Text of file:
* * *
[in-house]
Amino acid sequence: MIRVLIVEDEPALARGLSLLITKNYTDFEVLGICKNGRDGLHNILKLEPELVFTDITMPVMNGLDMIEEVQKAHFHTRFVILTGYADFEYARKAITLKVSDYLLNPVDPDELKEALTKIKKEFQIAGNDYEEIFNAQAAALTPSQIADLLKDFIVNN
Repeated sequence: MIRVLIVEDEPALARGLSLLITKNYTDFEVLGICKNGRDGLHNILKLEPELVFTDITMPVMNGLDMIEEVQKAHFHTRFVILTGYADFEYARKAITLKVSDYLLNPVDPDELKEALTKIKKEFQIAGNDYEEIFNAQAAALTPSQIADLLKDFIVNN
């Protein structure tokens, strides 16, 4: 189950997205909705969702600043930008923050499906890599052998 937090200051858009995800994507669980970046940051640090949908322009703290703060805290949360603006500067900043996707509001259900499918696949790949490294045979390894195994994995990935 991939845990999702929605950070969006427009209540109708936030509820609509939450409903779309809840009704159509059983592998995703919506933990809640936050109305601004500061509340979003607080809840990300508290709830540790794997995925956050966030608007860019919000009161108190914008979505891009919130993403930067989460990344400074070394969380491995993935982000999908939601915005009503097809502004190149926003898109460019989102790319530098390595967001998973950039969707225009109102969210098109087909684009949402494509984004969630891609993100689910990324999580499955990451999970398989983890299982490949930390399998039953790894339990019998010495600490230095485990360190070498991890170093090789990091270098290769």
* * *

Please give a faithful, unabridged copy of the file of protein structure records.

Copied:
[in-house]
Amino acid sequence: MIRVLIVEDEPALARGLSLLITKNYTDFEVLGICKNGRDGLHNILKLEPELVFTDITMPVMNGLDMIEEVQKAHFHTRFVILTGYADFEYARKAITLKVSDYLLNPVDPDELKEALTKIKKEFQIAGNDYEEIFNAQAAALTPSQIADLLKDFIVNN
Repeated sequence: MIRVLIVEDEPALARGLSLLITKNYTDFEVLGICKNGRDGLHNILKLEPELVFTDITMPVMNGLDMIEEVQKAHFHTRFVILTGYADFEYARKAITLKVSDYLLNPVDPDELKEALTKIKKEFQIAGNDYEEIFNAQAAALTPSQIADLLKDFIVNN
């Protein structure tokens, strides 16, 4: 189950997205909705969702600043930008923050499906890599052998 937090200051858009995800994507669980970046940051640090949908322009703290703060805290949360603006500067900043996707509001259900499918696949790949490294045979390894195994994995990935 991939845990999702929605950070969006427009209540109708936030509820609509939450409903779309809840009704159509059983592998995703919506933990809640936050109305601004500061509340979003607080809840990300508290709830540790794997995925956050966030608007860019919000009161108190914008979505891009919130993403930067989460990344400074070394969380491995993935982000999908939601915005009503097809502004190149926003898109460019989102790319530098390595967001998973950039969707225009109102969210098109087909684009949402494509984004969630891609993100689910990324999580499955990451999970398989983890299982490949930390399998039953790894339990019998010495600490230095485990360190070498991890170093090789990091270098290769």